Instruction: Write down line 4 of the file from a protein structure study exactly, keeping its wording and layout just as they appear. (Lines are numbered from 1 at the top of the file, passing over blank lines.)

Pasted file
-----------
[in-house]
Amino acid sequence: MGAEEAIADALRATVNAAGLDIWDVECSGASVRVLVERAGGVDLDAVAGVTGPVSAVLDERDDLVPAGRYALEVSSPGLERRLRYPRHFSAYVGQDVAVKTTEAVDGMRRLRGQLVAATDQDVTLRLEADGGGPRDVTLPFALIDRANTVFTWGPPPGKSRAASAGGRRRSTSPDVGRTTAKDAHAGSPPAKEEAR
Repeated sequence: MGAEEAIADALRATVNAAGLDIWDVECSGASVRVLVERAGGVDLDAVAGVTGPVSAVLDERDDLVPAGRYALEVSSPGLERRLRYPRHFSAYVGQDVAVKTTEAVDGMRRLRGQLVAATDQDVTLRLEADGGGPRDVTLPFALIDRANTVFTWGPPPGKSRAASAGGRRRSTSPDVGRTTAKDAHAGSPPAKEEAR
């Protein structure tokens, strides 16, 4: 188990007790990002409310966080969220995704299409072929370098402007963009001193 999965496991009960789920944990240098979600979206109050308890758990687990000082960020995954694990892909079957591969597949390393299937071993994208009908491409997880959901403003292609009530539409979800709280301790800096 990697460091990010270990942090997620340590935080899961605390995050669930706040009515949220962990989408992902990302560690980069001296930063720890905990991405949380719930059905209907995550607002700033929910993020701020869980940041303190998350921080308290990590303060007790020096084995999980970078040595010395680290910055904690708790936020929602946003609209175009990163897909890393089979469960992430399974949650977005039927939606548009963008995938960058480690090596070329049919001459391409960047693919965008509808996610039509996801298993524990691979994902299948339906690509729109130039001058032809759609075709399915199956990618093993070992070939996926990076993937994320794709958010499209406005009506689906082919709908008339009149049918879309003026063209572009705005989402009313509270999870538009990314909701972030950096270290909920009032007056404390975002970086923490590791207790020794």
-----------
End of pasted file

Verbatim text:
């Protein structure tokens, strides 16, 4: 188990007790990002409310966080969220995704299409072929370098402007963009001193 999965496991009960789920944990240098979600979206109050308890758990687990000082960020995954694990892909079957591969597949390393299937071993994208009908491409997880959901403003292609009530539409979800709280301790800096 990697460091990010270990942090997620340590935080899961605390995050669930706040009515949220962990989408992902990302560690980069001296930063720890905990991405949380719930059905209907995550607002700033929910993020701020869980940041303190998350921080308290990590303060007790020096084995999980970078040595010395680290910055904690708790936020929602946003609209175009990163897909890393089979469960992430399974949650977005039927939606548009963008995938960058480690090596070329049919001459391409960047693919965008509808996610039509996801298993524990691979994902299948339906690509729109130039001058032809759609075709399915199956990618093993070992070939996926990076993937994320794709958010499209406005009506689906082919709908008339009149049918879309003026063209572009705005989402009313509270999870538009990314909701972030950096270290909920009032007056404390975002970086923490590791207790020794």